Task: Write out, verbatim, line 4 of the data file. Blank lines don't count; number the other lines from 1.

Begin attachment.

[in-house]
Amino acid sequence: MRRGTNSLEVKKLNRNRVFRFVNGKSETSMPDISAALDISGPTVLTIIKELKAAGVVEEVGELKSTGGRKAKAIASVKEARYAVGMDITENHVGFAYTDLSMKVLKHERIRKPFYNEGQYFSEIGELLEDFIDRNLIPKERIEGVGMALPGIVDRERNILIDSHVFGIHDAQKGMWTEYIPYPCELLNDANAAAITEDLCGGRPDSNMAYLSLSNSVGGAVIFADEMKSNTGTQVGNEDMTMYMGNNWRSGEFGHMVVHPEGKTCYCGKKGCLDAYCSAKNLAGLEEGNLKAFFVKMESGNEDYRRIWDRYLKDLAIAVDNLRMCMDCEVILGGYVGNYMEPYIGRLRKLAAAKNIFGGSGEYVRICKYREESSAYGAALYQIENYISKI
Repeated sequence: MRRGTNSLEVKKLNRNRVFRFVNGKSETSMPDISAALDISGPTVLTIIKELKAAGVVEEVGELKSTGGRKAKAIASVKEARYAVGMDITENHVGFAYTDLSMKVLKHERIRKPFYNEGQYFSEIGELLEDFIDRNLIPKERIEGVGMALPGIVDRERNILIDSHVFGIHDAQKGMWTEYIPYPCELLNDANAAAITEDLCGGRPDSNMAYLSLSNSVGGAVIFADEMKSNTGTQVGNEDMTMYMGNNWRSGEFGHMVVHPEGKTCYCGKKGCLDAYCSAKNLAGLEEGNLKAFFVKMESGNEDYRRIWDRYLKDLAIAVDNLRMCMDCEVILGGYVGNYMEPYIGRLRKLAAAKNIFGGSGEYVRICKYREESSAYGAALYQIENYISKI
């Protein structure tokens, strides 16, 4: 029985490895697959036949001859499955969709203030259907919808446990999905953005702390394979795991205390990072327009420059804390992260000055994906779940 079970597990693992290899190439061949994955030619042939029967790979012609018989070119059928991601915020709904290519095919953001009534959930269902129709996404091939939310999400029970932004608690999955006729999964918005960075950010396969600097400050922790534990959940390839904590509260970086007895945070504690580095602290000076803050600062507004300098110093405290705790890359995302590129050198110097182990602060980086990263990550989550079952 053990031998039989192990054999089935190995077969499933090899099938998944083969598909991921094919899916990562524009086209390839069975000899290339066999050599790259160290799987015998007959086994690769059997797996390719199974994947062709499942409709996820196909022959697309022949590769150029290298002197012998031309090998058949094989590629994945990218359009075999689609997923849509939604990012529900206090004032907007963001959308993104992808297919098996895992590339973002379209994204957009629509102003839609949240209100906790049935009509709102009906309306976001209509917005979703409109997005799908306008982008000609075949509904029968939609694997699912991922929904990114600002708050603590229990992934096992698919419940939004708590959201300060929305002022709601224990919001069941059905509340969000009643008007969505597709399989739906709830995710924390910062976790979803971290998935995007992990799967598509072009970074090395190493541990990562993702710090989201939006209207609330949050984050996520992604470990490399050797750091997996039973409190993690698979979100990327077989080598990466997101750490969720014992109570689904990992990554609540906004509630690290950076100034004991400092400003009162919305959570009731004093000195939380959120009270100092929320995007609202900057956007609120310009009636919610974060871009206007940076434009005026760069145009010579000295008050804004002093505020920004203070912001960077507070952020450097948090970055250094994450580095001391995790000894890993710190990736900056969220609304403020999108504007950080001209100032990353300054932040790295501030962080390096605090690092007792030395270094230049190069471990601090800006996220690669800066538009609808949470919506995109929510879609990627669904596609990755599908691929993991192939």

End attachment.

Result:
């Protein structure tokens, strides 16, 4: 029985490895697959036949001859499955969709203030259907919808446990999905953005702390394979795991205390990072327009420059804390992260000055994906779940 079970597990693992290899190439061949994955030619042939029967790979012609018989070119059928991601915020709904290519095919953001009534959930269902129709996404091939939310999400029970932004608690999955006729999964918005960075950010396969600097400050922790534990959940390839904590509260970086007895945070504690580095602290000076803050600062507004300098110093405290705790890359995302590129050198110097182990602060980086990263990550989550079952 053990031998039989192990054999089935190995077969499933090899099938998944083969598909991921094919899916990562524009086209390839069975000899290339066999050599790259160290799987015998007959086994690769059997797996390719199974994947062709499942409709996820196909022959697309022949590769150029290298002197012998031309090998058949094989590629994945990218359009075999689609997923849509939604990012529900206090004032907007963001959308993104992808297919098996895992590339973002379209994204957009629509102003839609949240209100906790049935009509709102009906309306976001209509917005979703409109997005799908306008982008000609075949509904029968939609694997699912991922929904990114600002708050603590229990992934096992698919419940939004708590959201300060929305002022709601224990919001069941059905509340969000009643008007969505597709399989739906709830995710924390910062976790979803971290998935995007992990799967598509072009970074090395190493541990990562993702710090989201939006209207609330949050984050996520992604470990490399050797750091997996039973409190993690698979979100990327077989080598990466997101750490969720014992109570689904990992990554609540906004509630690290950076100034004991400092400003009162919305959570009731004093000195939380959120009270100092929320995007609202900057956007609120310009009636919610974060871009206007940076434009005026760069145009010579000295008050804004002093505020920004203070912001960077507070952020450097948090970055250094994450580095001391995790000894890993710190990736900056969220609304403020999108504007950080001209100032990353300054932040790295501030962080390096605090690092007792030395270094230049190069471990601090800006996220690669800066538009609808949470919506995109929510879609990627669904596609990755599908691929993991192939």